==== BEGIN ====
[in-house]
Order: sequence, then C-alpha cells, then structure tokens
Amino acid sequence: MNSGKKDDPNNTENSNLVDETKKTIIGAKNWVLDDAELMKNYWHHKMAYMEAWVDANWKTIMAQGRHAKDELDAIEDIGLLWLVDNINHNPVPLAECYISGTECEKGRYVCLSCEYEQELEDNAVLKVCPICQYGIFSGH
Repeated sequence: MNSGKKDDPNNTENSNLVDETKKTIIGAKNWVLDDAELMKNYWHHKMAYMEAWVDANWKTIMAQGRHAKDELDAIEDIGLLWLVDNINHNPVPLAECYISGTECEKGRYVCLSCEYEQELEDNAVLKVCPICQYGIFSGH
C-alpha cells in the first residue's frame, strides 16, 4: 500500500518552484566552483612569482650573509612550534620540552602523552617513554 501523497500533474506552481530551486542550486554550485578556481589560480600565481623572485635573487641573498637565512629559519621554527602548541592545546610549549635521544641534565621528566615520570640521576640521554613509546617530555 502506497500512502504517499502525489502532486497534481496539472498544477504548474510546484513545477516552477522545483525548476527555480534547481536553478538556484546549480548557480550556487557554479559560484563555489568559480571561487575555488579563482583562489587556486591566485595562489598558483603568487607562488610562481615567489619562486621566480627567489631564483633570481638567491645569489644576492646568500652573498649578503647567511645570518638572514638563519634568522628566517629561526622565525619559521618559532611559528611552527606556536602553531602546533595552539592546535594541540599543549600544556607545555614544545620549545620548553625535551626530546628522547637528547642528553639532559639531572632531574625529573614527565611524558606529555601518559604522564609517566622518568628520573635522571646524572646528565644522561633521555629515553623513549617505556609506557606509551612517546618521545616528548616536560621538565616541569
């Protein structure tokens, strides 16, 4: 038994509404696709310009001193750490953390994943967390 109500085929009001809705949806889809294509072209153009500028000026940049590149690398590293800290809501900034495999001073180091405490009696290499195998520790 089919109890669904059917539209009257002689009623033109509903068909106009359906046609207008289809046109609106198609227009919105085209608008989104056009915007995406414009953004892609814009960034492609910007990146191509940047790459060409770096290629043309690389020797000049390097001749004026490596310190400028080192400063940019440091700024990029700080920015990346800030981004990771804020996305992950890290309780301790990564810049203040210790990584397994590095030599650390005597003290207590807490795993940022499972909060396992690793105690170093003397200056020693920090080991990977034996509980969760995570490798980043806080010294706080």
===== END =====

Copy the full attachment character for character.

[in-house]
Order: sequence, then C-alpha cells, then structure tokens
Amino acid sequence: MNSGKKDDPNNTENSNLVDETKKTIIGAKNWVLDDAELMKNYWHHKMAYMEAWVDANWKTIMAQGRHAKDELDAIEDIGLLWLVDNINHNPVPLAECYISGTECEKGRYVCLSCEYEQELEDNAVLKVCPICQYGIFSGH
Repeated sequence: MNSGKKDDPNNTENSNLVDETKKTIIGAKNWVLDDAELMKNYWHHKMAYMEAWVDANWKTIMAQGRHAKDELDAIEDIGLLWLVDNINHNPVPLAECYISGTECEKGRYVCLSCEYEQELEDNAVLKVCPICQYGIFSGH
C-alpha cells in the first residue's frame, strides 16, 4: 500500500518552484566552483612569482650573509612550534620540552602523552617513554 501523497500533474506552481530551486542550486554550485578556481589560480600565481623572485635573487641573498637565512629559519621554527602548541592545546610549549635521544641534565621528566615520570640521576640521554613509546617530555 502506497500512502504517499502525489502532486497534481496539472498544477504548474510546484513545477516552477522545483525548476527555480534547481536553478538556484546549480548557480550556487557554479559560484563555489568559480571561487575555488579563482583562489587556486591566485595562489598558483603568487607562488610562481615567489619562486621566480627567489631564483633570481638567491645569489644576492646568500652573498649578503647567511645570518638572514638563519634568522628566517629561526622565525619559521618559532611559528611552527606556536602553531602546533595552539592546535594541540599543549600544556607545555614544545620549545620548553625535551626530546628522547637528547642528553639532559639531572632531574625529573614527565611524558606529555601518559604522564609517566622518568628520573635522571646524572646528565644522561633521555629515553623513549617505556609506557606509551612517546618521545616528548616536560621538565616541569
């Protein structure tokens, strides 16, 4: 038994509404696709310009001193750490953390994943967390 109500085929009001809705949806889809294509072209153009500028000026940049590149690398590293800290809501900034495999001073180091405490009696290499195998520790 089919109890669904059917539209009257002689009623033109509903068909106009359906046609207008289809046109609106198609227009919105085209608008989104056009915007995406414009953004892609814009960034492609910007990146191509940047790459060409770096290629043309690389020797000049390097001749004026490596310190400028080192400063940019440091700024990029700080920015990346800030981004990771804020996305992950890290309780301790990564810049203040210790990584397994590095030599650390005597003290207590807490795993940022499972909060396992690793105690170093003397200056020693920090080991990977034996509980969760995570490798980043806080010294706080």